History of Coffee
Coffee — it’s the drink we turn to for social occasions, late-night study sessions or just warming up on a chilly day. While we might take grabbing a cup of joe from our local coffee shop down the street for granted, the coffee bean went through a long journey to arrive in the United States.
According to the National Coffee Association, the coffee plant was first discovered by Kaldi, a goat herder, whose goats became extremely hyper after eating an unknown plant. After Kaldi told his local abbot about this, his abbot made a drink out of the berries and found that it revived his energy during evening prayer. The news of coffee spread through the monastery and eventually east to the Arabian peninsula.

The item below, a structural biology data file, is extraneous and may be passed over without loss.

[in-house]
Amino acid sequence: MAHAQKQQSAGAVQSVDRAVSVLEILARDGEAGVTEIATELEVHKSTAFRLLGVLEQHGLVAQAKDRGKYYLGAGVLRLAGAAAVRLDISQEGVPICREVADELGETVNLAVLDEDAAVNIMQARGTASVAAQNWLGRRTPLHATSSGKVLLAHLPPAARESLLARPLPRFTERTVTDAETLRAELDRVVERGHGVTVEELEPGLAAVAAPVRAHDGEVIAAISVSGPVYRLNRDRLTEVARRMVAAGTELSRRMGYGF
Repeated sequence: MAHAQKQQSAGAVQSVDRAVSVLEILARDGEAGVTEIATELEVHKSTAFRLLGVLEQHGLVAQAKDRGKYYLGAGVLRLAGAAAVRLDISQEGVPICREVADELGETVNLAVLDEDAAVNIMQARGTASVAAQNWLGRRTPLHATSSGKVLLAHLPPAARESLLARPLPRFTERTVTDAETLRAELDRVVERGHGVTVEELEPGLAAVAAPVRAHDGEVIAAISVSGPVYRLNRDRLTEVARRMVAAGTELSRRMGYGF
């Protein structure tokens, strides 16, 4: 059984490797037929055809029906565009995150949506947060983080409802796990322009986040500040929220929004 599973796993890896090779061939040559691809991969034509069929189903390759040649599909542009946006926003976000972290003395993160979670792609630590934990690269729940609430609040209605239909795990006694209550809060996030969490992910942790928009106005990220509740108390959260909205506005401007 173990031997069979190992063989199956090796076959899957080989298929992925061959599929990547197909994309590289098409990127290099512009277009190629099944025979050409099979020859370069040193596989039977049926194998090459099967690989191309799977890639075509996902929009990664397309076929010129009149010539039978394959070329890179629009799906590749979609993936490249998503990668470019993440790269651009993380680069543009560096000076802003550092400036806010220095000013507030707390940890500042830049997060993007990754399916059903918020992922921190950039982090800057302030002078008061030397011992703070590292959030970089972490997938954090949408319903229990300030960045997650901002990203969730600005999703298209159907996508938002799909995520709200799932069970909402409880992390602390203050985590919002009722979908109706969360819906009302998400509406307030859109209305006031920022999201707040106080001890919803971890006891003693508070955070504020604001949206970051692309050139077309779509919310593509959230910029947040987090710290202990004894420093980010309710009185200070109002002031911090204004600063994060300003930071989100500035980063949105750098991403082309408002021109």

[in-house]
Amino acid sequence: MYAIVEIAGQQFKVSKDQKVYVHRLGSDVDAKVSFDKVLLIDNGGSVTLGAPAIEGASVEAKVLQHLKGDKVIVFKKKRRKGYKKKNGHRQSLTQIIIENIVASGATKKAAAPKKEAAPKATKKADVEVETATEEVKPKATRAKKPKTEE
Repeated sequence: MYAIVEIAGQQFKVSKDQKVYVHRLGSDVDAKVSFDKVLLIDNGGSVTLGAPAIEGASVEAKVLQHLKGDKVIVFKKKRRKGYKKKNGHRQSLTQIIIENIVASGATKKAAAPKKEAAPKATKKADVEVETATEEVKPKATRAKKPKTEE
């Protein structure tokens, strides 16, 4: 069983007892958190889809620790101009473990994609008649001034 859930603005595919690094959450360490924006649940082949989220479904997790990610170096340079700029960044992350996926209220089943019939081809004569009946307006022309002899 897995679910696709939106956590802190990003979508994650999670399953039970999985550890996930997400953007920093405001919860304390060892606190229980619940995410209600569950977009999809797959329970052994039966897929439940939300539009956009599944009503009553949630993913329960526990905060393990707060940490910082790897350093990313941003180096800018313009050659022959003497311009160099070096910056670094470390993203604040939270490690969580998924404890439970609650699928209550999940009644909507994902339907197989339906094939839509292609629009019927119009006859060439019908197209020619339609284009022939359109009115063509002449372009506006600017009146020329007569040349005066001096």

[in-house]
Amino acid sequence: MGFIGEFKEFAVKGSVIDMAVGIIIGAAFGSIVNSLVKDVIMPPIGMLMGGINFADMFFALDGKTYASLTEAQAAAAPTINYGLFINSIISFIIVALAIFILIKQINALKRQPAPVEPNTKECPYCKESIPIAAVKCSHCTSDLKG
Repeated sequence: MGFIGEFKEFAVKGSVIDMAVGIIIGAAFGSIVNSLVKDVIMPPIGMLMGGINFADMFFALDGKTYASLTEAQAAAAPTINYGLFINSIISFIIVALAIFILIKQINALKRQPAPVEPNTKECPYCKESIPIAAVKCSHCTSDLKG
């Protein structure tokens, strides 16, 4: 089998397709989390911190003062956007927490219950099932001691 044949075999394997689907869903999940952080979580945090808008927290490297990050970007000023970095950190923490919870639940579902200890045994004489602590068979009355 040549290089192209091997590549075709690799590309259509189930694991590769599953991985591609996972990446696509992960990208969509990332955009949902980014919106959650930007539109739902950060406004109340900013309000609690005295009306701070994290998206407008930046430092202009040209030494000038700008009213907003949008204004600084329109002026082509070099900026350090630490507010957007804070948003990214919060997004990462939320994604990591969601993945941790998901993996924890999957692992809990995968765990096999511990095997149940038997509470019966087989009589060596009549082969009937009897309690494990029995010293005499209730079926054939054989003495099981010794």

“Coffee cultivation and trade began on the Arabian Peninsula,” the National Coffee Association’s website reads. “By the 15th century, coffee was being grown in the Yemeni district of Arabia, and by the 16th century it was known in Persia, Egypt, Syria and Turkey.”
It was also around this time that coffee was enjoyed in coffee houses called qahveh khaneh, and drinking coffee became a social event.
Coffee arrived in Europe after travelers brought it home with them during the 17th century. Though it was originally condemned by clergy, Pope Clement VIII approved it after trying it for the first time. During this period, social coffee houses sprung up throughout Europe, and many turned into businesses.
The drink was originally brought to the New World by colonizers in the mid-17th century, and it gained significance as America’s drink of choice after the Boston Tea Party.
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